• Improve Digestion - MCTs are very easy for your body to digest. They are taken directly from the gut to the liver and converted into a usable cellular fuel, giving you immediate energy. Sugar also gives you immediate energy, but unlike MCT, it can be laid down as fat. MCTs cannot.
  • Seizures – Discussed in next section.
  • Lower blood sugar levels - Replacing carbohydrates with MCTs in a daily diet will decrease blood sugar, potentially helping with fat loss and controlling blood glucose levels.
  • Gut Health — MCTs are being studied and shown to help with gut biota (the microorganisms that live in you gut and help you digest food), which may help with gut diease.


A dog seizure is a traumatic event for the dog and the owner. There are different types of attacks, including Focal, Psychomotor, Idiopathic Epilepsy, and Grand Mal seizures in dogs.

Seizures need to be managed by a veterinarian. It’s unwise and dangerous to try and manage canine seizures alone as an owner. Many seizure presentations will require prescription drugs to control properly.

That said, MCT oil is remarkably safe. It has been studied to be safe all the way up to replacing 15% of dietary calories and doses of more than 1 gram per kilogram of weight a day. If you want to try giving your dog MCT oil to help control their seizures, talk to your vet — but have confidence that as long as your source of oil is high quality, the chances of hurting your dog are low.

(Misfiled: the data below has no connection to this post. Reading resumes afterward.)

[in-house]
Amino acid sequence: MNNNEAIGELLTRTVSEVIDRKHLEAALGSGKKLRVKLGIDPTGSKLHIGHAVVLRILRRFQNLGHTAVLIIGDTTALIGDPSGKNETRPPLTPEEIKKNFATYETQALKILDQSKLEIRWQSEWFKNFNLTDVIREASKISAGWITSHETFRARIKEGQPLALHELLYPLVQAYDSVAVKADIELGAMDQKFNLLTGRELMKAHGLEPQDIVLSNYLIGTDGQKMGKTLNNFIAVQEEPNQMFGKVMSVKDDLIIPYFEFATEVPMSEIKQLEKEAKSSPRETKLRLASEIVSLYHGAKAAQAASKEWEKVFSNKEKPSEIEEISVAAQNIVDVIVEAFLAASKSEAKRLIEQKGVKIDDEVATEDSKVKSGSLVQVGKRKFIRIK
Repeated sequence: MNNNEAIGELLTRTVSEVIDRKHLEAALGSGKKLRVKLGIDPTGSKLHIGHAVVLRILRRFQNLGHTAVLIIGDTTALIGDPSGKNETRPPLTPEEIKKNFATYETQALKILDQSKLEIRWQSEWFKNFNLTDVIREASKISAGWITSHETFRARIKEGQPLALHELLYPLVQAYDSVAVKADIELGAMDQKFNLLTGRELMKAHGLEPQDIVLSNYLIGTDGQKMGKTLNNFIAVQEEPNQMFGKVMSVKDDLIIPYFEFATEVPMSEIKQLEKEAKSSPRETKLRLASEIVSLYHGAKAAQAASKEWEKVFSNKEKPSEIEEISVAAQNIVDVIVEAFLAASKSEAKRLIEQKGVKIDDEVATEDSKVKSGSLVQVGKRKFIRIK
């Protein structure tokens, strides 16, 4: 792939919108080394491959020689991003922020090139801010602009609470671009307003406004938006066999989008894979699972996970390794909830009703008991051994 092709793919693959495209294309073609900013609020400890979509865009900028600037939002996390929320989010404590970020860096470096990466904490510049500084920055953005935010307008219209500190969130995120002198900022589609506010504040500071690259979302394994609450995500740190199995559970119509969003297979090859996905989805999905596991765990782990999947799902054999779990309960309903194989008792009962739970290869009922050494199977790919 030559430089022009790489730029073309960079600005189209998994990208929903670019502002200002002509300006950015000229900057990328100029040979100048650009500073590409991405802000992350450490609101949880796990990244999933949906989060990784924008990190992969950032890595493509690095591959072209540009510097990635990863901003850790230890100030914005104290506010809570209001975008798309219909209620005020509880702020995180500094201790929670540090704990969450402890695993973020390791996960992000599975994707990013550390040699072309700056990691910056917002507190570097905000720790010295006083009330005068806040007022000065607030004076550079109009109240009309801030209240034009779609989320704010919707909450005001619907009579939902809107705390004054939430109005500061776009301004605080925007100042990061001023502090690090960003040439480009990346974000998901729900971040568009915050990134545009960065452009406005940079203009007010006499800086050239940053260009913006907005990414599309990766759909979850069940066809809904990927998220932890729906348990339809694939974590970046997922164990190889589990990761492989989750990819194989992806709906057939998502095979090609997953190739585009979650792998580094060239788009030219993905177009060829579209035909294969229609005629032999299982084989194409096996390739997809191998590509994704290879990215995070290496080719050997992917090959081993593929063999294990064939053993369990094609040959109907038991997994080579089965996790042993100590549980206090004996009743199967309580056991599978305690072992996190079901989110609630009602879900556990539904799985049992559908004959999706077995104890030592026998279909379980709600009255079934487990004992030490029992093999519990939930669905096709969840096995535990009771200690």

MCTs are thought to (and shown) to help dogs with seizures because they provide a healthier fuel for the brain than carbohydrates. Carbohydrates, or sugars, are thought to cause over-firing and misfiring of neurons in the brain, which leads to increased seizure activity. By providing a ketone based fuel instead of a sugar based fuel, MCTs protect the brain from glucose-based seizure activity, potentially reducing seizure activity by over 30%.


MCT has been studied to help seizures at a dose of 6.5% of the dog’s daily food.

How do we find 6.5% of your dog’s daily food? Let’s look at how:

First, we know that 1 cup is 8 ounces. 6.5% of 8 ounces is about 0.5 ounces — one-half of one ounce.